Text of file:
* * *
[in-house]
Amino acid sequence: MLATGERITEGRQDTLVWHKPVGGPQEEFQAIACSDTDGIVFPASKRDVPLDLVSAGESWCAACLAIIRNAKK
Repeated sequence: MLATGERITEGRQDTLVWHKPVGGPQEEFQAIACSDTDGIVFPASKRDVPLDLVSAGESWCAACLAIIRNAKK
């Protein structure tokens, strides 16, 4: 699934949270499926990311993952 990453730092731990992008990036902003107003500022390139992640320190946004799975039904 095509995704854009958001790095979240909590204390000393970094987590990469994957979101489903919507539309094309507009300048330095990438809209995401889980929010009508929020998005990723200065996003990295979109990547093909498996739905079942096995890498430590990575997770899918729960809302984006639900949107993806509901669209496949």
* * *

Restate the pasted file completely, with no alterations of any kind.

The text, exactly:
[in-house]
Amino acid sequence: MLATGERITEGRQDTLVWHKPVGGPQEEFQAIACSDTDGIVFPASKRDVPLDLVSAGESWCAACLAIIRNAKK
Repeated sequence: MLATGERITEGRQDTLVWHKPVGGPQEEFQAIACSDTDGIVFPASKRDVPLDLVSAGESWCAACLAIIRNAKK
């Protein structure tokens, strides 16, 4: 699934949270499926990311993952 990453730092731990992008990036902003107003500022390139992640320190946004799975039904 095509995704854009958001790095979240909590204390000393970094987590990469994957979101489903919507539309094309507009300048330095990438809209995401889980929010009508929020998005990723200065996003990295979109990547093909498996739905079942096995890498430590990575997770899918729960809302984006639900949107993806509901669209496949």